For some small businesses, there may be more creative ways to pass along your message than sending a press release.
Some things are unassailable facts. Oxygen is good. The sky is blue. Kittens are adorable. But this morning, a story crossed my computer screen that gave me pause: McDonald's media relations chief explains why she hates press releases.
The story is a year old, but you can see where the company was headed, because months later the company had a radio ad and social media campaign that angered customers and was hijacked by others in unintended ways.
So when Danya Proud, McDonald's director of U.S. media relations, says she doesn't like press releases, it's understandable she'd rather get creative instead. Plenty of big-name companies don't use press releases, like, oh, Nike for one. But if you're a fledgling or burgeoning startup, don't you have to get the word out somehow?
Of course you do, but the problem is that, largely, and I know from experience, most press releases headed towards a writer's inbox are useless. They have too little information. They're sent to the wrong person. They were obviously sent by a robot. They're sent too late.
To combat some of this, you could read Guy Wicke's recent piece on this very topic: how to find the hook for your press release. But really, the issue still is to ask yourself why you're sending a press release. If it's just to get media attention, there are better ways. There's social media and places online you can use, like PRWeb, to distribute your releases online and let anyone who's interested come to it.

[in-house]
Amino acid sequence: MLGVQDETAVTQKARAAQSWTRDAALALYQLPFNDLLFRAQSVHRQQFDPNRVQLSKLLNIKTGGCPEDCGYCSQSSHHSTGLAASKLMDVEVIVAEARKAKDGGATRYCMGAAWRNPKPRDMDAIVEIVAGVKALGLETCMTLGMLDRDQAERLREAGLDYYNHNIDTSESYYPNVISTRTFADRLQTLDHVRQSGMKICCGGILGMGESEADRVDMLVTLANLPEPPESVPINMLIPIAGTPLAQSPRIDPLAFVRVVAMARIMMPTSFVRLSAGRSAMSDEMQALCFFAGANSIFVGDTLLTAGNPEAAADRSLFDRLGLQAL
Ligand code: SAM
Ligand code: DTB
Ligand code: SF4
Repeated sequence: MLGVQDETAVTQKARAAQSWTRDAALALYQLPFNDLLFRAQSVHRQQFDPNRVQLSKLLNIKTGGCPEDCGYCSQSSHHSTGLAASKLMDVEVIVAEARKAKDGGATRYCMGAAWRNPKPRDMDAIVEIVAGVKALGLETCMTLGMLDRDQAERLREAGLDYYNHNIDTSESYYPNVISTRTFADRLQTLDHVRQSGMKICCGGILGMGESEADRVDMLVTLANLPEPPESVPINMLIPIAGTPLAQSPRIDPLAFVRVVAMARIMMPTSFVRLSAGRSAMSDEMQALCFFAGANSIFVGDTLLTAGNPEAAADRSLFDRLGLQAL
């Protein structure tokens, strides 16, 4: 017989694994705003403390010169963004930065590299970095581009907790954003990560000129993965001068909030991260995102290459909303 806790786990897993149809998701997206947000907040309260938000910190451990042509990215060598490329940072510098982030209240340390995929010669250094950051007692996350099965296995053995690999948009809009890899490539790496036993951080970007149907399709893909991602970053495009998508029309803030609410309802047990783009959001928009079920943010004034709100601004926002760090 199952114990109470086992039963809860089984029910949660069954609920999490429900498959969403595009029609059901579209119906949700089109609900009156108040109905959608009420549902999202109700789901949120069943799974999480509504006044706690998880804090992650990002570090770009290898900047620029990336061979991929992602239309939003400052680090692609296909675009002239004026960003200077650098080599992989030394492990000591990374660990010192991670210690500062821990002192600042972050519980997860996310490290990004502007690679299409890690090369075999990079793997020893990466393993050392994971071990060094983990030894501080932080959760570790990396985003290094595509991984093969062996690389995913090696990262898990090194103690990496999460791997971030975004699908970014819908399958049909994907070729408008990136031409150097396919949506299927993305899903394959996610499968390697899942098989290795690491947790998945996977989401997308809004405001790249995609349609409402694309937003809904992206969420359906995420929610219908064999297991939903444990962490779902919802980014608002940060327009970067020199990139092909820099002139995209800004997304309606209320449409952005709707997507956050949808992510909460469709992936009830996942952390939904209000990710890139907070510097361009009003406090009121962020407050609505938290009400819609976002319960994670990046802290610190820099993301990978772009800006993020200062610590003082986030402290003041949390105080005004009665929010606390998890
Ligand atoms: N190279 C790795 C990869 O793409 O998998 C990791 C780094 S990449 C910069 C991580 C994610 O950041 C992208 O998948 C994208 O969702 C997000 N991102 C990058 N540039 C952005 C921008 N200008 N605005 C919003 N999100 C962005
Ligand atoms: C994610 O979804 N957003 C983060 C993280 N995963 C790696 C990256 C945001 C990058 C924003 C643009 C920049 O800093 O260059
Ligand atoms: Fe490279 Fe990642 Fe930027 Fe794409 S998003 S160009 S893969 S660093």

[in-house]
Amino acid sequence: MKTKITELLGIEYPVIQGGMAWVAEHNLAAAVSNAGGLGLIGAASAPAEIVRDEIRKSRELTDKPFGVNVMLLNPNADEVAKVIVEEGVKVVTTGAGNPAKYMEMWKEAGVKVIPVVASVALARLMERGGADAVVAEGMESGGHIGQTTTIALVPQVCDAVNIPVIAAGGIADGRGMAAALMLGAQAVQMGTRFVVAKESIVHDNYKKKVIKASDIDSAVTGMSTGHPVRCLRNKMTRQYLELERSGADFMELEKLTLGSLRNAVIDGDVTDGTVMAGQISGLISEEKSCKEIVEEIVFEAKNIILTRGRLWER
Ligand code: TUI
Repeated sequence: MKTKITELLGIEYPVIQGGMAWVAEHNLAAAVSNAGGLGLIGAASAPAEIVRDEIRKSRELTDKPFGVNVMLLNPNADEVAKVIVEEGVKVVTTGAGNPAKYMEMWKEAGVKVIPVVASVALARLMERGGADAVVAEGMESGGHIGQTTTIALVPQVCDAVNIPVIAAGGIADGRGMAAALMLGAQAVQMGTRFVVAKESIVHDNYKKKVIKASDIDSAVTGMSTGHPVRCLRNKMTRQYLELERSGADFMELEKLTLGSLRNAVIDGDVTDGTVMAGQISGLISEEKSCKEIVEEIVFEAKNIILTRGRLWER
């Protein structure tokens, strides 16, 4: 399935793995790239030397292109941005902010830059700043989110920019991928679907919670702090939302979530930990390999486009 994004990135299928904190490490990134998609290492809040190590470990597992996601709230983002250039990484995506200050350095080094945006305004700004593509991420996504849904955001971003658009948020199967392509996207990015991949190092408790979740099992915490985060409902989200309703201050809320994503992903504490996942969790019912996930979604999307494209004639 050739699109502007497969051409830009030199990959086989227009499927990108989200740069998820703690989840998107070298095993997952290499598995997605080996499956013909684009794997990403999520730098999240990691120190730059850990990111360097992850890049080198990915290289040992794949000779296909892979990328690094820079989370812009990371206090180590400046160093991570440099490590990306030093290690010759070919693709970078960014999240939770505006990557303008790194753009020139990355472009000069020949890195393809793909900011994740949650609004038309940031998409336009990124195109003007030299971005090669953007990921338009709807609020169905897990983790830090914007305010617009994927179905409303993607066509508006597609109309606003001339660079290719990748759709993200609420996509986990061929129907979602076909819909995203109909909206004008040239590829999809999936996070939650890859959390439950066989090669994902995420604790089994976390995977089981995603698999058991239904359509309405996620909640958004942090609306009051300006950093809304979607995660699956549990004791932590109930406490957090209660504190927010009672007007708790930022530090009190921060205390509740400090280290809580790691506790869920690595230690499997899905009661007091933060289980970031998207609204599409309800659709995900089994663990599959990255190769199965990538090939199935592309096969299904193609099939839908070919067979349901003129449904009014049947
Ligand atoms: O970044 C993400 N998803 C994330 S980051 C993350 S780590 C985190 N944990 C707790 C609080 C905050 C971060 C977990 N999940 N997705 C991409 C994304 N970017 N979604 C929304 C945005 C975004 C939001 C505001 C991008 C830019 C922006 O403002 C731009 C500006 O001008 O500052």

Basically, what I'd say if you're thinking of sending out a press release: Ask yourself why before you hit "send." If you just blindly want coverage from anyone who's willing, maybe you need to re-assess your whole strategy: Is getting written up on some grandma's blog really going to give you the juice you need? I'm sure she's a lovely woman, but how is that going to further your message?
David Wolinsky is a freelance writer and a lifelong Chicagoan. In addition to currently serving as an interviewer-writer for Adult Swim, he's also a columnist for EGM. He was the Chicago city editor for The Onion A.V. Club where he provided in-depth daily coverage of this city's bustling arts/entertainment scene for half a decade. When not playing video games for work he's thinking of dashing out to Chicago Diner, Pizano's, or Yummy Yummy. His first career aspirations were to be a game-show host.